Your Two Selves

That’s right, you have two selves. No, you really do. An Experiencing Self and a Narrating Self. You may have come across these terms before but if you haven’t, a quick definition.

The Experiencing Self – the part of you that registers your moment to moment experiences. Pain, pleasure, happiness, sadness etc. This part of you has no goal, memory, or drive. It registers the moment.

The Narrating Self – the part of you that creates the fictions that drive your thoughts, looks through your memories, dreams of the future. It utilises only some of the information from the Experiencing Self and if devoid of that information it will create a complete fiction to fill in the gap.

If you want proof of this claim in 1993 a study by Kahneman and his colleagues asked volunteers to participate in an experiment. First, they submerged the participants hands in water at 14 degrees Celsius for 60 seconds. This cause immense pain and was an all-round unpleasant experience and the participants reported it as such. In the next step of the experiment, the participants hands were submerged in 14 degree water for another 60 seconds, however, this time they were tasked to keep their hands in for an extra 30 seconds, but unbeknownst to them during this last 30 seconds the water temperature was gradually increased by a single degree.

I think we would all agree that a jump from 14 degrees to 15 isn’t a huge difference. And yet, over 80% of the participants reported that they preferred the longer test, the 90 second one, to the short 60 second one, despite the fact that they were arguable put through more pain for longer.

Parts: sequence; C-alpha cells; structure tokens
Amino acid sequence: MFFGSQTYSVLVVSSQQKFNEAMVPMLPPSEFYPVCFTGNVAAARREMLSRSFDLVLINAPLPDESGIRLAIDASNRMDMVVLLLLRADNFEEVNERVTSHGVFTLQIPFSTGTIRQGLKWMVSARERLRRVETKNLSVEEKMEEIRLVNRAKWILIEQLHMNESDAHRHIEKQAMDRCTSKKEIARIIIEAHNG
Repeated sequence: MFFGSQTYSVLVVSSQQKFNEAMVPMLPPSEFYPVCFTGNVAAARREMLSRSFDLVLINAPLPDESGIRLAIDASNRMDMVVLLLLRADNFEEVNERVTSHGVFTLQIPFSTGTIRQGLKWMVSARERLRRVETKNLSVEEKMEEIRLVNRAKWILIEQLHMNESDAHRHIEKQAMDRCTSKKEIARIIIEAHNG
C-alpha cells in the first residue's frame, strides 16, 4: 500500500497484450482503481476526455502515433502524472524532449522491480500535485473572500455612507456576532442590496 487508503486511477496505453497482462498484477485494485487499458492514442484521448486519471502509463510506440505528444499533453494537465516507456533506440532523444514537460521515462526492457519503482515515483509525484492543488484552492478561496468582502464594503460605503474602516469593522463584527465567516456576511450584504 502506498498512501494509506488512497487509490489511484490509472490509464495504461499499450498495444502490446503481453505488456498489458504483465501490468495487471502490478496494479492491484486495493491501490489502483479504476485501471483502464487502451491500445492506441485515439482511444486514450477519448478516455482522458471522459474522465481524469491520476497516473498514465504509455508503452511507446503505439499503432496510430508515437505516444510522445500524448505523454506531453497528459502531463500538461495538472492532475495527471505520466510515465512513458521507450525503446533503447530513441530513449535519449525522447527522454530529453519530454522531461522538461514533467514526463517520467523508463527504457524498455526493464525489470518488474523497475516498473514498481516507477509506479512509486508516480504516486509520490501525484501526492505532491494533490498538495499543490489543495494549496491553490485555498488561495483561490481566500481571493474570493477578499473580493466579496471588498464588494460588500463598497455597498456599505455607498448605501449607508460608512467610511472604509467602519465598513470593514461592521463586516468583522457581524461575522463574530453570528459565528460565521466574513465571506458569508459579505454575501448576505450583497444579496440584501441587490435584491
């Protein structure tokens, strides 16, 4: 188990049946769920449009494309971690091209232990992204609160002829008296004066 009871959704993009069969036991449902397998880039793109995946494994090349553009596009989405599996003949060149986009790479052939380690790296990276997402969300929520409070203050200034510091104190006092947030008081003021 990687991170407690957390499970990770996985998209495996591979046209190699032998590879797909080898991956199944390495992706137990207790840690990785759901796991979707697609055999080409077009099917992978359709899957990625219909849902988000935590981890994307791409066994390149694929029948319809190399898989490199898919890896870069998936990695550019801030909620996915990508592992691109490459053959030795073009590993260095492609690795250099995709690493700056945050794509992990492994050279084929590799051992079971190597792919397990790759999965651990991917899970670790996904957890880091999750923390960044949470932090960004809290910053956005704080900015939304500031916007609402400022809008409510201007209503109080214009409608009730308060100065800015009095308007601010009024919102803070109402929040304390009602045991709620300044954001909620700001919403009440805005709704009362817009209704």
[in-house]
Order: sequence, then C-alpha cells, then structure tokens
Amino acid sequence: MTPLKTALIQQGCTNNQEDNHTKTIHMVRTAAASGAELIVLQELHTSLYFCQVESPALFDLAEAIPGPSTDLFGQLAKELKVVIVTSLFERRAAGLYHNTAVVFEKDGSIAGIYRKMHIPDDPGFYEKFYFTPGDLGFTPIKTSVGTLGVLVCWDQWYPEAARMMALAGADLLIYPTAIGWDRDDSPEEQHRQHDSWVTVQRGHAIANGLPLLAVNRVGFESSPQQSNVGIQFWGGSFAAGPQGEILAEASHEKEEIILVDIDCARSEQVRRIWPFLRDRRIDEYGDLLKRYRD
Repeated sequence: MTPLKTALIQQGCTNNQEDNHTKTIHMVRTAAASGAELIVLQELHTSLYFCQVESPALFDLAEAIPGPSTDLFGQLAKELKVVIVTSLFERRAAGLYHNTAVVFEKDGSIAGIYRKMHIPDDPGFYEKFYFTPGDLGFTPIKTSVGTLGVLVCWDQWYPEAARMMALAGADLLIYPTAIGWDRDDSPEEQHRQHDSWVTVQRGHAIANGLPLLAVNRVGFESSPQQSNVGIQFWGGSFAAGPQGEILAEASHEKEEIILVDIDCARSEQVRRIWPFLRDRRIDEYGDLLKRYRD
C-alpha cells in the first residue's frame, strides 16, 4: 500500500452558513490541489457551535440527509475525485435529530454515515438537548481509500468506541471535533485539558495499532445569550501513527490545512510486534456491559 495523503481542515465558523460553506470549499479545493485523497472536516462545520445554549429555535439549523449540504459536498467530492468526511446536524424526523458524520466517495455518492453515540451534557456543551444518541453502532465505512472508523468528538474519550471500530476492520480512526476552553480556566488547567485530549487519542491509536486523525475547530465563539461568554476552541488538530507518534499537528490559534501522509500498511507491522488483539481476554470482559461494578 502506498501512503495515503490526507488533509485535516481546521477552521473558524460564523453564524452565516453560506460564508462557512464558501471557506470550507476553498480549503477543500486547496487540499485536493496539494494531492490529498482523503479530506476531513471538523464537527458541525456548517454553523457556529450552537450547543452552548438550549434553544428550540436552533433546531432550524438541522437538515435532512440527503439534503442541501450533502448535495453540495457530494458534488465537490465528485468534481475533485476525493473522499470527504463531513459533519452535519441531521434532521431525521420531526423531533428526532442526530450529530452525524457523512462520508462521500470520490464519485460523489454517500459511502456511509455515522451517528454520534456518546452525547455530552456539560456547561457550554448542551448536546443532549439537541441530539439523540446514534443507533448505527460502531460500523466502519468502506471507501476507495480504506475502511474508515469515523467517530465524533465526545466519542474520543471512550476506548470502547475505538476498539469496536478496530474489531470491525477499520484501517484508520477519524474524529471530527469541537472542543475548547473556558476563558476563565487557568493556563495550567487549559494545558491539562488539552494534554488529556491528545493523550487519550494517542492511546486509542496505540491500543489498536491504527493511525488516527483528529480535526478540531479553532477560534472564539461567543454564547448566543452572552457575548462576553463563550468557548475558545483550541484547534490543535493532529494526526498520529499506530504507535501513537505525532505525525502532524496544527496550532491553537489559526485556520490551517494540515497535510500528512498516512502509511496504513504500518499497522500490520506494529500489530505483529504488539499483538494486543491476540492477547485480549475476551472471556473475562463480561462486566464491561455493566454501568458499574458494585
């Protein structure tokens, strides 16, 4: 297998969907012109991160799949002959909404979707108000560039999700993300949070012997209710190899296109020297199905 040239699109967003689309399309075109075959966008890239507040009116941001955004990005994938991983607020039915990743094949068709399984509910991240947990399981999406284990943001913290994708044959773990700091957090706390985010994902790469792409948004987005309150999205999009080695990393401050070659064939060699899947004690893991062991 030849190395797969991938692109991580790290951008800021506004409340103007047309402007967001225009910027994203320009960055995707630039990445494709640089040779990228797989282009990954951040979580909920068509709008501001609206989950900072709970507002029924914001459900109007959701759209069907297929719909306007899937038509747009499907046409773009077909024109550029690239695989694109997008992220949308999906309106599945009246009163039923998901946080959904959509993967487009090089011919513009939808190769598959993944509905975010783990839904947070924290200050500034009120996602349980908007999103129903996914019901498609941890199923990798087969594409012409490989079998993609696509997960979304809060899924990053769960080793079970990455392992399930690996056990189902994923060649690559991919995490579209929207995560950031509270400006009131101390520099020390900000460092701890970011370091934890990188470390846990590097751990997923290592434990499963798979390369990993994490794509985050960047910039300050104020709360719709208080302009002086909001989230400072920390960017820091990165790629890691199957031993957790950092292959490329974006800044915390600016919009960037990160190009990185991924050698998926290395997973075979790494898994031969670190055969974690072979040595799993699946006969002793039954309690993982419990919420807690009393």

How to explain this?

This is an example of the peak/end rule. It basically states that the duration of an event is irrelevant to the average of the most intense moment (the peak) and the sensation at the end.

This occurs because your Experiencing Self has no say when something is looked back on. I’m sure if you could ask the Experiencing side of yourself it would cry out that the 60 second test was far more pleasant. But because it is your Narrating Self that has final say, it looks back on the event with glasses coloured by the final moment and average it to the peak.

That is why if you’re on a holiday at a tropical island and it rains the whole time right up until the last two days when there is perfect weather. When asked about your holiday later your Experiencing Self doesn’t get a say, only your Narrating Self will look back and it will focus on the peak or the end, or an average of the two. You might end up reflecting on a pretty good holiday with a bit of rain, when in reality you were stuck inside for a week straight and the floor flooded.

What implications does this have?

On a day to day basis, maybe not much. But because of the peak/end relationship, your Narrating Self, the part of you that makes choices, may well inflict more pain or suffering on your body and mind than necessary due to how it weighs memories.

Being aware of your two selves though can help you become aware of any bias that may influence your decision making.

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